In Richmond, John B. Jones frets about the weather, food prices, freed slaves, and negro soldiers.
March 22d.—It was thawing all night, and there is a heavy fog this morning. The snow will disappear in a few days."There are some pale faces seen in the streets from deficiency of food; but no beggars, no complaints," said Jones, but how long could it last?
A very large number of slaves, said to be nearly 40,000, have been collected by the enemy on the Peninsula and at adjacent points, for the purpose, it is supposed, of co-operating with Hooker’s army in the next attempt to capture Richmond.
The snow has laid an embargo on the usual slight supplies brought to market, and all who had made no provision for such a contingency are subsisting on very short-commons. Corn-meal is selling at from $6 to $8 per bushel. Chickens $5 each. Turkeys $20. Turnip greens $8 per bushel. Bad bacon $1.50 per pound. Bread 20 cts. per loaf. Flour $38 per barrel,—and other things in proportion. There are some pale faces seen in the streets from deficiency of food; but no beggars, no complaints. We are all in rags, especially our underclothes. This for liberty!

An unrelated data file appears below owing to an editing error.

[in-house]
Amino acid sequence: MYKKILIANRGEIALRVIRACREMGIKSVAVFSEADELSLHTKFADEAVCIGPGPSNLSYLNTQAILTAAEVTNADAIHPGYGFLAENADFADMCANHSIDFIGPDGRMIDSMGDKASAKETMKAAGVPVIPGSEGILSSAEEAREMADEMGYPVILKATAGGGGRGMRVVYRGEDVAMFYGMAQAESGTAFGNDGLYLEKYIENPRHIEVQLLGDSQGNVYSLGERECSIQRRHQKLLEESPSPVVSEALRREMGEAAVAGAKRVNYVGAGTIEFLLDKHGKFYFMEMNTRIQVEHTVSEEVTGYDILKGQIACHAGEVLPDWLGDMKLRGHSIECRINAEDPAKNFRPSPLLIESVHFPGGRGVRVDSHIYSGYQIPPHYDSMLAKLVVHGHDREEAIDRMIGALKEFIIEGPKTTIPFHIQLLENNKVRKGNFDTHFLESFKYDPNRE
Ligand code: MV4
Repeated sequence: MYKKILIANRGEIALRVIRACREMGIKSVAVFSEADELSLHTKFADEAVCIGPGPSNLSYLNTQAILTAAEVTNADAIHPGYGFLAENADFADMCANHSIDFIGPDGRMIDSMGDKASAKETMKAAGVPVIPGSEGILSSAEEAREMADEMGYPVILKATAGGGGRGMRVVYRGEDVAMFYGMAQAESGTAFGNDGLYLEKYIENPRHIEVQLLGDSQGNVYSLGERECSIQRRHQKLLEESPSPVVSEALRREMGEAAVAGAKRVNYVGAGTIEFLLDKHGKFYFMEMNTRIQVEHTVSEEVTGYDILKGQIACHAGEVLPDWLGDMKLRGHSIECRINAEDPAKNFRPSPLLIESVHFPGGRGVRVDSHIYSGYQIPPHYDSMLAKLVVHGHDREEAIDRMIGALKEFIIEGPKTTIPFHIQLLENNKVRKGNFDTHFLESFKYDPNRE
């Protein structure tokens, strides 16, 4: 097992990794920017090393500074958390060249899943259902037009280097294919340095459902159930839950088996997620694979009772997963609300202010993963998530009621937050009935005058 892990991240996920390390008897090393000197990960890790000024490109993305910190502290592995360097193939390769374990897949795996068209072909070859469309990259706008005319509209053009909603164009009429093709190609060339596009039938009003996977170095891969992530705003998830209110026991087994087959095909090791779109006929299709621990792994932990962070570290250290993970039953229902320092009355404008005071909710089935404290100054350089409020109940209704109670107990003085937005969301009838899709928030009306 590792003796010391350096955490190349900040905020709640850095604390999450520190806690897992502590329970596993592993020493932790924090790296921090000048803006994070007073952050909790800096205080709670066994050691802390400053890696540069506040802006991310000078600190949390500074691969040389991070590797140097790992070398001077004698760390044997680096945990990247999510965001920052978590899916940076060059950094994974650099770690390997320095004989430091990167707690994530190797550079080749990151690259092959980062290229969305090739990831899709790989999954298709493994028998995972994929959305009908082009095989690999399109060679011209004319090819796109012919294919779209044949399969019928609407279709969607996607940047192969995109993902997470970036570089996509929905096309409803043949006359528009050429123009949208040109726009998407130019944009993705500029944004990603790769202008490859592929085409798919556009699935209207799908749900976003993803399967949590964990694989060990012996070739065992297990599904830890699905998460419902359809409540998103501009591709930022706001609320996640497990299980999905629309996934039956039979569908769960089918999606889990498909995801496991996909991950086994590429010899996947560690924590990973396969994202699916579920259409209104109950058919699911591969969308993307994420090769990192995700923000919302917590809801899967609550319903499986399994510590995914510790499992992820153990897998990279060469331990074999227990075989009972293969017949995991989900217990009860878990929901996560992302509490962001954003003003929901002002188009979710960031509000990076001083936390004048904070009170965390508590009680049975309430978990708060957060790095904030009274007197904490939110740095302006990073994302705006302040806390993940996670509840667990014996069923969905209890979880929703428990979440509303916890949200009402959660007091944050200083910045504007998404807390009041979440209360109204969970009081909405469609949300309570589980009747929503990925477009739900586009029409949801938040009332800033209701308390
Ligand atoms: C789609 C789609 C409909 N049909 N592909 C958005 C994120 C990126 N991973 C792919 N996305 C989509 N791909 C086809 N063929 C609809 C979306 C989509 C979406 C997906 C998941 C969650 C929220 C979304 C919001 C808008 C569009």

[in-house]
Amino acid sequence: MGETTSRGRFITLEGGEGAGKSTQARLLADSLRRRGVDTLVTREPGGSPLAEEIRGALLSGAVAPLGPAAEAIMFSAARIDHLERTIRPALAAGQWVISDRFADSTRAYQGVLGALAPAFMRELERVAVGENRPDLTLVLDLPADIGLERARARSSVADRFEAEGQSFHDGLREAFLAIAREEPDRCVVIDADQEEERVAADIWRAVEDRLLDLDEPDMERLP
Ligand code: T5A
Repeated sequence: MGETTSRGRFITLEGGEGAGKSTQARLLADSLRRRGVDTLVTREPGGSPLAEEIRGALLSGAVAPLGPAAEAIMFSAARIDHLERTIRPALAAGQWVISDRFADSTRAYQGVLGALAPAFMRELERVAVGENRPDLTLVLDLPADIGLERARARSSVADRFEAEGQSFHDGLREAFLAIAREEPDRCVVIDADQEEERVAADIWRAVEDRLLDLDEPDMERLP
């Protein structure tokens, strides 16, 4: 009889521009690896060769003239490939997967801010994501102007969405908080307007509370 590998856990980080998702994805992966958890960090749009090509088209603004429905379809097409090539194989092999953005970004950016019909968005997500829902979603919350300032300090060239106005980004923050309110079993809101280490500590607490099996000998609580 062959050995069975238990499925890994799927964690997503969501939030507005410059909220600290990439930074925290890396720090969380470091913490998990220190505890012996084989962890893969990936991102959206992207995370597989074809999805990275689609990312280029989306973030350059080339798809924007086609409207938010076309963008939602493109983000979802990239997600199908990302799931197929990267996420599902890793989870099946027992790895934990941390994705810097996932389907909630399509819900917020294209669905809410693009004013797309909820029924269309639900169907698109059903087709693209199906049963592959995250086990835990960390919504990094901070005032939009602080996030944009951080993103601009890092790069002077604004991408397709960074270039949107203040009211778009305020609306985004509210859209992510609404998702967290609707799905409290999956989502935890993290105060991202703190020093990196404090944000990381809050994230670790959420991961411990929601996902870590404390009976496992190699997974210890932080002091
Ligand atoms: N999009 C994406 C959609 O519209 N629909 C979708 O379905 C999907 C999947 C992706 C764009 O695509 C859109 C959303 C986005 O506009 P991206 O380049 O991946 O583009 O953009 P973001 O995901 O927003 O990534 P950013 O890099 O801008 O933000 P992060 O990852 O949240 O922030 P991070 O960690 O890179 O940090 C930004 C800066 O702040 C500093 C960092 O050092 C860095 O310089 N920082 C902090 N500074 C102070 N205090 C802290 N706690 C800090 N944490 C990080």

The Northern journals say we have negro regiments on the Rappahannock and in the West. This is utterly untrue. We have no armed slaves to fight for us, nor do we fear a servile insurrection. We are at no loss, however, to interpret the meaning of such demoniac misrepresentations. It is to be seen of what value the negro regiments employed against us will be to the invader.